Presented in lossless DTS-HD 5.1 Master Audio (listed as English and with optional subtitles, although the only spoken word is "Hey!"), The Red Turtle offers a strong and incredibly immersive atmosphere that's preserved here perfectly. Featuring great dynamic range and solid channel separation, there's no shortage of subtle and not-so-subtle background details that really ramp up the film's wide and lonely world. Laurent Perez del Mar's score is another easy standout, swelling at the right moments and occasionally dominating the sonic landscape with rich detail.
Menu Design, Presentation & Packaging
The static interface includes options for chapter selection, setup, and bonus features. This one-disc package arrives in a standard keepcase with a slipcover that replicates its gaudy cover artwork. No inserts are included.
Fortunately, there's plenty of great material here with very little fat around the edges. First and foremost is a feature-length Audio Commentary
with director and co-writer MichaŽl Dudok de Wit, who speaks at length about his first full-length film. Topics of discussion include The Red Turtle
's unlikely beginning in November 2006, hand drawn and CGI elements, the main character as a blank slate, assembling an animation team, the subtle line between dreams and reality, avoiding spoilers, charcoal and Photoshop, using natural movement, clothes vs. nudity, removing a few lines of dialogue, Gregory Colbert's Ashes and Snow
(long out of print on DVD, unfortunately), the natural presence of death, editing the animatic, working with international producers, and much more. De Wit also identifies several of the film's key animators during the scene(s) they worked on, and speaks in a humble and easygoing manner. Unlike a few other bonus features included here, this commentary is presented in English with optional subtitles.
Two mid-length Featurettes delve a bit further into the film's production and development. "The Birth of The Red Turtle" (57 minutes) is heavy on concept art and details about character design, backgrounds, the storyboarding and animatic process, forming the narrative structure, human acting and visual reference points, and a lot more, with plenty of contributions from director MichaŽl Dudok de Wit. "Secrets of The Red Turtle" (57 minutes) takes a similar approach while focusing more specifically on the characters and natural animation style, with more face time and a few short drawing lessons from the director. Both are presented in French with optional English subtitles.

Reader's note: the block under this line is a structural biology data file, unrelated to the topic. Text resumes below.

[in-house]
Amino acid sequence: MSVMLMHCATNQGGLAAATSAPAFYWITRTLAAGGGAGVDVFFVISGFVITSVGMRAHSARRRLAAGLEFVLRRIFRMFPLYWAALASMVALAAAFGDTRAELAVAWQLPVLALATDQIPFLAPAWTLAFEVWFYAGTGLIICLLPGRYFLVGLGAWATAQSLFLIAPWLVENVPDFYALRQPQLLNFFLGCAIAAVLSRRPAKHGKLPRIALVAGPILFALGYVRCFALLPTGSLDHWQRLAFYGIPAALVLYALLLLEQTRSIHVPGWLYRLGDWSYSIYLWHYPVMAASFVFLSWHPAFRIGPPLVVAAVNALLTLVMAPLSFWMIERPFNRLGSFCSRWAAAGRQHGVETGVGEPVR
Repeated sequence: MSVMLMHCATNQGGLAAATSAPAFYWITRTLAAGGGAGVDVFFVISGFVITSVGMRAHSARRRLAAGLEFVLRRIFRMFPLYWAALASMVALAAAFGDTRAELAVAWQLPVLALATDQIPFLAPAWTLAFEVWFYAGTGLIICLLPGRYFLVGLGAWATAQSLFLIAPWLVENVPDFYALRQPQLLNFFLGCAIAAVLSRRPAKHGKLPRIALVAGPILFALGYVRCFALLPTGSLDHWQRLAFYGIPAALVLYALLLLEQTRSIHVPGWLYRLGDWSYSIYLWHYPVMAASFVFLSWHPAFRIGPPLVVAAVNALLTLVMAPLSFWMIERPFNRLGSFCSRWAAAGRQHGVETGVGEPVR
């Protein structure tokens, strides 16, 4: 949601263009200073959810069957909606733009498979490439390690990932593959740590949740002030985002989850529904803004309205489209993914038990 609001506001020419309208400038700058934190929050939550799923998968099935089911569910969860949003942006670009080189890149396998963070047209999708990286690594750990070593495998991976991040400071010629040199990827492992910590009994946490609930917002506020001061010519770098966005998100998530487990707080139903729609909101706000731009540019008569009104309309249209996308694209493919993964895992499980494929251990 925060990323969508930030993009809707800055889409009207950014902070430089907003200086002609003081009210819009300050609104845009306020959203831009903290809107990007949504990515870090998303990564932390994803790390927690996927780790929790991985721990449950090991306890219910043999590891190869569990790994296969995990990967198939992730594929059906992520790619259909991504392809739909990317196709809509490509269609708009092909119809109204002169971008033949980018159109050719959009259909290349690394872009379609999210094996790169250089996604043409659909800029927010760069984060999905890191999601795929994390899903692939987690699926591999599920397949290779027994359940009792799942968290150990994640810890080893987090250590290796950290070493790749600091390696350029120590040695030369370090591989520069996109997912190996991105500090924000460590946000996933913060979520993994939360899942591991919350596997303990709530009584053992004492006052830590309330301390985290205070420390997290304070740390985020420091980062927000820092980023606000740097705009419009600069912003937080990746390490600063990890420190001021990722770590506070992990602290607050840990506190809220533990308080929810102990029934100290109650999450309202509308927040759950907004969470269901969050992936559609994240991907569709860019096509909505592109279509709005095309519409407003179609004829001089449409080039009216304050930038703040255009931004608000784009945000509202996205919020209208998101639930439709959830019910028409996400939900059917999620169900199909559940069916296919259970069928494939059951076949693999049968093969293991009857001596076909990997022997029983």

Next up is a brief but informative AFI Fest Q&A Session (21 minutes) recorded in November 2016, featuring the director and hosted by AFI Associate Programmer Michael Dougherty. Not surprisingly, the collaboration with Studio Ghibli is brought up immediately...and though a few anecdotes are repeated elsewhere, several questions from the audience manage to explore some different territory. It's presented in English, once again with optional subtitles.
Finally, we get the film's North American Theatrical Trailer (2 minutes), which I encourage new viewers to watch after the movie; it's one that spells out nearly the entire story, but at least plays to the film's strengths by avoiding voice-over narration. Also included are a few Previews for other Sony Picture Classics Blu-rays and DVDs.
Emotionally wrenching and beautifully animated, MichaŽl Dudok de Wit's The Red Turtle is a striking debut on par with the century's best animated films. More of a tonal poem than a conventional narrative, it manages to squeeze every last drop from minimal ingredients: three human characters, no antagonist, and not so much as a word of on-screen text to lead viewers around by the nose. Largely hand-drawn by a small team of animators over several years, it's obvious that a great deal of love and care went into every aspect of this production. Without question, it's a truly timeless film that will most likely play just as well decades from now. Sony Pictures' Blu-ray presentation adds plenty of support, including an fantastic A/V presentation and a number of extremely valuable and informative supplements. Without question, one of the year's best releases in any genre. DVD Talk Collector's Series.
Randy Miller III is an affable office monkey by day and film reviewer by night. He also does freelance design work, teaches art classes and runs a website or two. In his limited free time, Randy also enjoys slacking off, juggling HD DVDs and writing in third person.